Wealthy retirees could lose benefits
Published on 17 October 2013 02:00 PM
Older people need to bear more of the burden of austerity, claims a Government adviser.
Alan Milburn, the former health secretary and a Coalition consultant on social mobility, has called for a review into the benefits that the older generation receives in order to make life easier for the young.
He believes wealthy retirees should lose things like their free television licences and winter fuel allowance.
The comments came as the former Labour minister published his first annual report commissioned by Deputy Prime Minister Nick Clegg.
In it he also claims the minimum wage should be pushed up to improve living standards for hard-pressed workers.
'It would be wrong to punish older people'
But Mr Clegg has already rejected the recommendations to treat older people less generously. Even before the report was officially published, he made clear that he did not support significant benefit cuts.
'I think Nick is right to say that it would be wrong to punish older people,' said Mr Milburn.
'I think the question is: is it right that at a time when working families are seeing their wages stagnating and their public services being cut that wealthy older people have their benefits protected?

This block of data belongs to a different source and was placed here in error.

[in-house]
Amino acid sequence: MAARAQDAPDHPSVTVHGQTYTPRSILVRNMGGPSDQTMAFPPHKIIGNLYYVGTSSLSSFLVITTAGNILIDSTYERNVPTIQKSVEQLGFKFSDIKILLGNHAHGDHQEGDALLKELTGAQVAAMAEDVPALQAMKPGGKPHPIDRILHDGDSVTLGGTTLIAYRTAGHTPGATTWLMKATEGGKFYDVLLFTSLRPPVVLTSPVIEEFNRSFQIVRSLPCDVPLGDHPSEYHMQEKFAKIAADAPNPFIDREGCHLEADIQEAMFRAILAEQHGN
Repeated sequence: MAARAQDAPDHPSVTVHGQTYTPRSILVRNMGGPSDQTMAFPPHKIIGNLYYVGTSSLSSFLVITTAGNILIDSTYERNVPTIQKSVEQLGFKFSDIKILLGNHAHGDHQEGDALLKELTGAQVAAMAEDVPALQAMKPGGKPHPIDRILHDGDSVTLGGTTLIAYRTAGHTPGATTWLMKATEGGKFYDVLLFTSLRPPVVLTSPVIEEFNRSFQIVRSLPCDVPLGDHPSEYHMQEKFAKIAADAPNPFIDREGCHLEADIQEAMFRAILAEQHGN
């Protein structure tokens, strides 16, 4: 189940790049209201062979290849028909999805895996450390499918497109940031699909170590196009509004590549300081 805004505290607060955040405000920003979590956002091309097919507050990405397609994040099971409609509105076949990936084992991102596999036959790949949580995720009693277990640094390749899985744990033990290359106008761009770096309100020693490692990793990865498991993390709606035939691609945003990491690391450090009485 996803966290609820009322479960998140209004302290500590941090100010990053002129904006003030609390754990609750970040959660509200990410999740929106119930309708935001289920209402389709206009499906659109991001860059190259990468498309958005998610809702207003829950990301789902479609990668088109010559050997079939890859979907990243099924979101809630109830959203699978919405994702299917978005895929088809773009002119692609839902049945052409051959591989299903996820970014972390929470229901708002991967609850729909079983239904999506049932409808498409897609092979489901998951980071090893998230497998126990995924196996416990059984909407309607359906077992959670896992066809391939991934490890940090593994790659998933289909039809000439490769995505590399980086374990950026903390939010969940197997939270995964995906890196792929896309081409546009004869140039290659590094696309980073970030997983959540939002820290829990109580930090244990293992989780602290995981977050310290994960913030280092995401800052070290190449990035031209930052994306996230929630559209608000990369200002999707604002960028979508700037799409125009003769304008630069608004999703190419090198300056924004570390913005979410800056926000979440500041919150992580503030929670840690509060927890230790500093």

'There is a strong case for looking again at things like the winter fuel allowance or free TV licences, particularly for better-off older people in order that we ensure there is a fairer sharing of the burden.'
Mr Clegg, on the other hand, believes that punishing older people is not the way to go about changing society for the better.
Work no longer 'a cure for poverty'
Recently speaking to BBC Radio 4's Today programme, Mr Milburn said that the economic recovery was 'unlikely to end a decade-long trend of the top half of society prospering and the bottom half stagnating'.
He added that work was no longer a 'cure for poverty' and Government and employers both had to address the question of how to 'make work pay'.
'Tax credits have got a part to play,' declared the coalition's social mobility tsar. 'But employers have to look again at the wages they pay and the career opportunities they provide.'
Caroline Abrahams, Charity Director for Age UK said:
'It's true that younger people are facing huge challenges in the current economic climate. But we must not forget that older people have also been affected. Many are struggling, despite having worked for decades, paid taxes and contributed to society. 1.6 million pensioners are living in poverty while 1.2 million are living in fuel poverty and struggle to stay warm.
'As a country we have made big strides in beginning to reduce the numbers of older people for whom retirement is extremely tough. It would be a tragedy to reverse those steps forward.'
Copyright Press Association 2013